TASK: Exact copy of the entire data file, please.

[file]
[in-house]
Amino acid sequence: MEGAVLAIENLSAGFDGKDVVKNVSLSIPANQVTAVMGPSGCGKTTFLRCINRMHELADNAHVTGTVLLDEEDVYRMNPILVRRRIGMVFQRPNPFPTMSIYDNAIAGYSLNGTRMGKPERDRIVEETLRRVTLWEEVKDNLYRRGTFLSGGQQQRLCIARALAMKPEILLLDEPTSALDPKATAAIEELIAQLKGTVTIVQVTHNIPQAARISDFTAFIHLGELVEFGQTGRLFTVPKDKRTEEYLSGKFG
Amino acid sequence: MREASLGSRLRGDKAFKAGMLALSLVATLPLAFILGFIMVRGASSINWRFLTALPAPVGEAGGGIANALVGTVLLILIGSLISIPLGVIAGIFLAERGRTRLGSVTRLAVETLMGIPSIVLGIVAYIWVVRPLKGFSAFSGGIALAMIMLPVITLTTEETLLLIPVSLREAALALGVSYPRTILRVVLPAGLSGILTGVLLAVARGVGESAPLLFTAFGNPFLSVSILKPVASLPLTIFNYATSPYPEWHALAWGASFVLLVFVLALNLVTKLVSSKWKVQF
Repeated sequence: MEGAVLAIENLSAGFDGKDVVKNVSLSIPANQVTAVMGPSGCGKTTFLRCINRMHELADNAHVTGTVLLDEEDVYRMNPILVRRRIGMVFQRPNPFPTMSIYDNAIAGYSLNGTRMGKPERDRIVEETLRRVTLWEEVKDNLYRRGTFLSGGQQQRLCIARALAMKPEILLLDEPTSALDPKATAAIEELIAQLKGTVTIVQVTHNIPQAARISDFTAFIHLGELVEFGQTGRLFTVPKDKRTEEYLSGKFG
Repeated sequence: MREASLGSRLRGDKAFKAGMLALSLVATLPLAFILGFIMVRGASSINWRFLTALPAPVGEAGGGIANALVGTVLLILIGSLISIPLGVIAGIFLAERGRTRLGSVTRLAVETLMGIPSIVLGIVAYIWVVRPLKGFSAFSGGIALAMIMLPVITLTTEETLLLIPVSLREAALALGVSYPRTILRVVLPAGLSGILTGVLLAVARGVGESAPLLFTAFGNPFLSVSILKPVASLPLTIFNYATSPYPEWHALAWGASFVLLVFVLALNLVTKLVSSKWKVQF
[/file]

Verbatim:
[in-house]
Amino acid sequence: MEGAVLAIENLSAGFDGKDVVKNVSLSIPANQVTAVMGPSGCGKTTFLRCINRMHELADNAHVTGTVLLDEEDVYRMNPILVRRRIGMVFQRPNPFPTMSIYDNAIAGYSLNGTRMGKPERDRIVEETLRRVTLWEEVKDNLYRRGTFLSGGQQQRLCIARALAMKPEILLLDEPTSALDPKATAAIEELIAQLKGTVTIVQVTHNIPQAARISDFTAFIHLGELVEFGQTGRLFTVPKDKRTEEYLSGKFG
Amino acid sequence: MREASLGSRLRGDKAFKAGMLALSLVATLPLAFILGFIMVRGASSINWRFLTALPAPVGEAGGGIANALVGTVLLILIGSLISIPLGVIAGIFLAERGRTRLGSVTRLAVETLMGIPSIVLGIVAYIWVVRPLKGFSAFSGGIALAMIMLPVITLTTEETLLLIPVSLREAALALGVSYPRTILRVVLPAGLSGILTGVLLAVARGVGESAPLLFTAFGNPFLSVSILKPVASLPLTIFNYATSPYPEWHALAWGASFVLLVFVLALNLVTKLVSSKWKVQF
Repeated sequence: MEGAVLAIENLSAGFDGKDVVKNVSLSIPANQVTAVMGPSGCGKTTFLRCINRMHELADNAHVTGTVLLDEEDVYRMNPILVRRRIGMVFQRPNPFPTMSIYDNAIAGYSLNGTRMGKPERDRIVEETLRRVTLWEEVKDNLYRRGTFLSGGQQQRLCIARALAMKPEILLLDEPTSALDPKATAAIEELIAQLKGTVTIVQVTHNIPQAARISDFTAFIHLGELVEFGQTGRLFTVPKDKRTEEYLSGKFG
Repeated sequence: MREASLGSRLRGDKAFKAGMLALSLVATLPLAFILGFIMVRGASSINWRFLTALPAPVGEAGGGIANALVGTVLLILIGSLISIPLGVIAGIFLAERGRTRLGSVTRLAVETLMGIPSIVLGIVAYIWVVRPLKGFSAFSGGIALAMIMLPVITLTTEETLLLIPVSLREAALALGVSYPRTILRVVLPAGLSGILTGVLLAVARGVGESAPLLFTAFGNPFLSVSILKPVASLPLTIFNYATSPYPEWHALAWGASFVLLVFVLALNLVTKLVSSKWKVQF